Access, affordability and excellence

Ohio State gives students a clear path to the American Dream.

“Affordable excellence is fundamental to who we are as a land-grant university.”
— President Michael V. Drake, MD

Lead the national conversation: Ohio State is a founding member of the American Talent Initiative, which aims to increase the number of talented low- and moderate-income students on college campuses. It is also a charter participant in the University Innovation Alliance. President Drake serves in leadership positions for numerous higher education groups whose work broadly aligns with the university’s vision.

Expand student aid: The President’s Affordability Grants are part of an initiative to dedicate at least $400 million by 2020 to improve the value of an Ohio State education. In the program's first year, it provided aid to more than 12,000 low- and middle-income students; in 2016-2017, the program expanded to approximately 15,700 students.

Focus on excellence: Ohio State established the new University Institute for Teaching and Learning to enhance the learning experience for students, share best practices and apply student-centered analytics to improve outcomes. Ohio State has been recognized nationally for its strong committment to undergraduate teaching.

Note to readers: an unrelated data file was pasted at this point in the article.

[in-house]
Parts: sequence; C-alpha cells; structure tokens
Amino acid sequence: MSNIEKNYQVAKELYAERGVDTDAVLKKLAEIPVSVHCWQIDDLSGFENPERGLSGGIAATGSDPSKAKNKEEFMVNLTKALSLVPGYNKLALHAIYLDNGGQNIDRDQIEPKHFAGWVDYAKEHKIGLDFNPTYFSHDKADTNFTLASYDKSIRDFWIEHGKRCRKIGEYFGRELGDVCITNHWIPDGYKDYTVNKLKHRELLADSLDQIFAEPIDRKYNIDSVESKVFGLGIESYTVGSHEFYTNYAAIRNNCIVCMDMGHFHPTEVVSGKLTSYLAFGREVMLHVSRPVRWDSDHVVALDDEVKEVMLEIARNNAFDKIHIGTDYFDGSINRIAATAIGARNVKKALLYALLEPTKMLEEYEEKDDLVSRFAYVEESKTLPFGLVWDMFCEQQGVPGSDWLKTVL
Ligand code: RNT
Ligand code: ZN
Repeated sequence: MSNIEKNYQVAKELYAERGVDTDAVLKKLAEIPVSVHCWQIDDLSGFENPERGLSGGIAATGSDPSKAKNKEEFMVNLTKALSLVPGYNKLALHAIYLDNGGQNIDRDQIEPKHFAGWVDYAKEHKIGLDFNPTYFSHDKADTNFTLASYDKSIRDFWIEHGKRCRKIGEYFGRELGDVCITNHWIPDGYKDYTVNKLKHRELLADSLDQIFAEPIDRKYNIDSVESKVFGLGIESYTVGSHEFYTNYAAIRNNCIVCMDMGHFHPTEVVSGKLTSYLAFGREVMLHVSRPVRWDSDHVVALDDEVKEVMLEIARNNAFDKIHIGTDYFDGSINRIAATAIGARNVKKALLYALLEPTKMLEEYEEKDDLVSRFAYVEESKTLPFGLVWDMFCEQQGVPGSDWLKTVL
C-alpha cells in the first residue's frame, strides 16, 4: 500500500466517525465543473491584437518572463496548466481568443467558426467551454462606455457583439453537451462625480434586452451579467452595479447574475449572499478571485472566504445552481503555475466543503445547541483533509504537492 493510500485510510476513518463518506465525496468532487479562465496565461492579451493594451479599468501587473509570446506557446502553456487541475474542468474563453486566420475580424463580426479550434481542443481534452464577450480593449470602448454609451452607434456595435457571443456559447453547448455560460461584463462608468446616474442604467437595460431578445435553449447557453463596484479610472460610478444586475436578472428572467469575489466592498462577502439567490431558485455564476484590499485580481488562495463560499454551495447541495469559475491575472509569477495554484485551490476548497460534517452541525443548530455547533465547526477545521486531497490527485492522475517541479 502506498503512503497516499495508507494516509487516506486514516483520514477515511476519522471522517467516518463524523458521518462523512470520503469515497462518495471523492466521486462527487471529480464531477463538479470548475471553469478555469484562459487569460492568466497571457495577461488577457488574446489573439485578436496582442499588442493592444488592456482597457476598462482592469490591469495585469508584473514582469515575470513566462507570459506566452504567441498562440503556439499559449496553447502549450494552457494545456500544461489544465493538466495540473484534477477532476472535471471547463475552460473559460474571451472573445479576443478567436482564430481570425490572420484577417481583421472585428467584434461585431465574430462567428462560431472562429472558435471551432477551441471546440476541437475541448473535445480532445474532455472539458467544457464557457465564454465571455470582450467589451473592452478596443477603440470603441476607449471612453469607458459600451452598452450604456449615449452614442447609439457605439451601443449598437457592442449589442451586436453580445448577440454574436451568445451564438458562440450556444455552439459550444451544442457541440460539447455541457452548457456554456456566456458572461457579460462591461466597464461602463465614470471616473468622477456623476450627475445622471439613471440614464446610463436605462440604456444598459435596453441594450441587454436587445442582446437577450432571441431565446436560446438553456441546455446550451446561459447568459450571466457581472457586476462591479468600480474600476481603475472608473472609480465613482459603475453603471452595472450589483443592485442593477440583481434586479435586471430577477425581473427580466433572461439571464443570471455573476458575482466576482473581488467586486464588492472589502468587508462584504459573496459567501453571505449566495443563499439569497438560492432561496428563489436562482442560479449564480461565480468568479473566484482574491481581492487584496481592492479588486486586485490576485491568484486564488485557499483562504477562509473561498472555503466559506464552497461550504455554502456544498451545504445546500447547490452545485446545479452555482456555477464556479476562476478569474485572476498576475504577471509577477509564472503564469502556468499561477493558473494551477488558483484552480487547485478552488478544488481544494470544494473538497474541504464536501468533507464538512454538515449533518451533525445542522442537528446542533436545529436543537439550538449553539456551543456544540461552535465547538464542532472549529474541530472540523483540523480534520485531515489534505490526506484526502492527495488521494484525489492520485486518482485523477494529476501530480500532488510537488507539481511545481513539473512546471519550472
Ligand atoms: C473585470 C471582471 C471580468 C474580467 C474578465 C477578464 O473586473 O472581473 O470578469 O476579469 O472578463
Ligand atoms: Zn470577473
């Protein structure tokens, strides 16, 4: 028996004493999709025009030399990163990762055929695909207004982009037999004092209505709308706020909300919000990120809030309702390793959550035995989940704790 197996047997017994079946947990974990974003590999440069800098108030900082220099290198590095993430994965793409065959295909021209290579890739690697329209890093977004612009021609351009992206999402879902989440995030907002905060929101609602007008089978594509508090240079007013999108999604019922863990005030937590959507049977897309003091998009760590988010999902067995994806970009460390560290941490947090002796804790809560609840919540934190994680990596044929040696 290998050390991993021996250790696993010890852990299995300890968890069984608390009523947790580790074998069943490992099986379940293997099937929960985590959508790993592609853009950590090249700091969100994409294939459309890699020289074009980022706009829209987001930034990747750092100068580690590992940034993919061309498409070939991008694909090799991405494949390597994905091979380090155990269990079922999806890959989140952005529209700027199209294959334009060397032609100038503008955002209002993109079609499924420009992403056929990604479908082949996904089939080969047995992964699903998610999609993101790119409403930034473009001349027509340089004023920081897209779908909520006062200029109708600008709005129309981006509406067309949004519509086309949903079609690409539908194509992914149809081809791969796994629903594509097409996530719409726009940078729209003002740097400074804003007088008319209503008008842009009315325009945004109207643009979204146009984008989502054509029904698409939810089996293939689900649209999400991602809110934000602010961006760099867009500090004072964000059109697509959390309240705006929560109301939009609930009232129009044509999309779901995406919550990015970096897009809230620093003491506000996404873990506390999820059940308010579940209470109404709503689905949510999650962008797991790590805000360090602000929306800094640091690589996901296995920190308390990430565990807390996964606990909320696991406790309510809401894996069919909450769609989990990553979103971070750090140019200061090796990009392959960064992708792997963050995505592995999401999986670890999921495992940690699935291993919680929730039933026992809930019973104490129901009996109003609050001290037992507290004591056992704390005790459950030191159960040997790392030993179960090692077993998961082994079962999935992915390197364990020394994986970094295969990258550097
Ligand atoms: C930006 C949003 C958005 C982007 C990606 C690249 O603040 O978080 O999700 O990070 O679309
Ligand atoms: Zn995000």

Ohio State students joining President Michael V. Drake on his 2016 State Tour helped convert a flower garden into a vegetable garden at the Civic Garden Center in Cincinnati. The produce from the converted garden will be shared with local food pantries in nearby urban neighborhoods that are currently qualified as food deserts. Ohio State President Michael V. Drake talks about community service projects across the country where Buckeyes have been working hard to address food insecurity. At the Civic Garden Center in Cincinnati, he and students on the 2016 State Tour worked at converting a flower garden into one that would produce fresh vegetables and fruit for local food pantries. Ohio State students joining President Michael V. Drake on his 2016 State Tour helped convert a flower garden into a vegetable garden at the Civic Garden Center in Cincinnati. The produce from the converted garden will be shared with local food pantries in nearby urban neighborhoods that are currently qualified as food deserts. Robert Sanders entered the Young Scholars Program as a sixth-grader in 1989 and stayed with it through his graduation from Ohio State’s Fisher College of Business in 2000. Having grown up in Over-the-Rhine during a time when crime, drugs and economic depression plagued the Cincinnati neighborhood, people ask him how he was able to carve out a future for himself with so many challenges: “I owe everything not just to Young Scholars but to Ohio State as well.” Robert Soto Sr. (left) and Robert Soto Jr. pose prior to an Ohio State affordability forum hosted at Choffin Career and Technical Center in Youngstown, Ohio. Soto Jr. is a junior at Youngstown Early College High School and a member of Ohio State’s Young Scholars Program. He plans to attend Ohio State in the fall of 2018 and said, “Young Scholars has meant a lot to me. I love the feeling of pride in being a Buckeye and being a part of something.” (Photo by Kevin Fitzsimons) Zaire Sims, a senior at Ohio State’s College of Social Work who grew up in Cincinnati, talks about the critical difference the Young Scholars Program has made in helping her succeed in college. Sims was a panelist at a forum on access, affordability and diversity and inclusion during President Michael V. Drake’s 2016 State Tour. Robert Soto Jr. (second from left) talks about the ways Ohio State’s Young Scholars Program has helped him achieve success in high school during an Ohio State affordability forum at Choffin Career and Technical Center in Youngstown, Ohio. Listening to Soto are (from left): his father Robert Sr., Ohio State President Michael V. Drake and Ohio State Chief Diversity Officer Sharon Davies. (Photo by Kevin Fitzsimons) President Michael V. Drake, staff from the Office of Diversity and Inclusion and panelists from a forum about access, affordability and diversity and inclusion pose for a photo in Cincinnati during the 2016 State Tour. A student asks a question during a forum on access, affordability and diversity and inclusion – key tenets of President Michael V. Drake’s 2020 Vision. The forum was part of the 2016 State Tour. Panelists included President Drake and alumni of Ohio State’s Young Scholars Program. Ohio State students, staff and alumni take a group photo with local legislators and Next Generation Films staff in Mansfield, Ohio. (Photo by Kevin Fitzsimons) Ohio State President Michael V. Drake and a group of Ohio State students learn from a staff member at the National First Ladies Library in Canton, Ohio. (Photo by Kevin Fitzsimons) Vice Provost for Diversity and Inclusion Sharon Davies talks with Zaire Sims, a senior at Ohio State’s College of Social Work who grew up in Cincinnati, during the 2016 State Tour with President Michael V. Drake. Sims was a panelist in a forum about access, affordability and diversity and inclusion – key tenets of Drake’s 2020 Vision. She talked about the critical difference the Young Scholars Program has made in helping her succeed in college.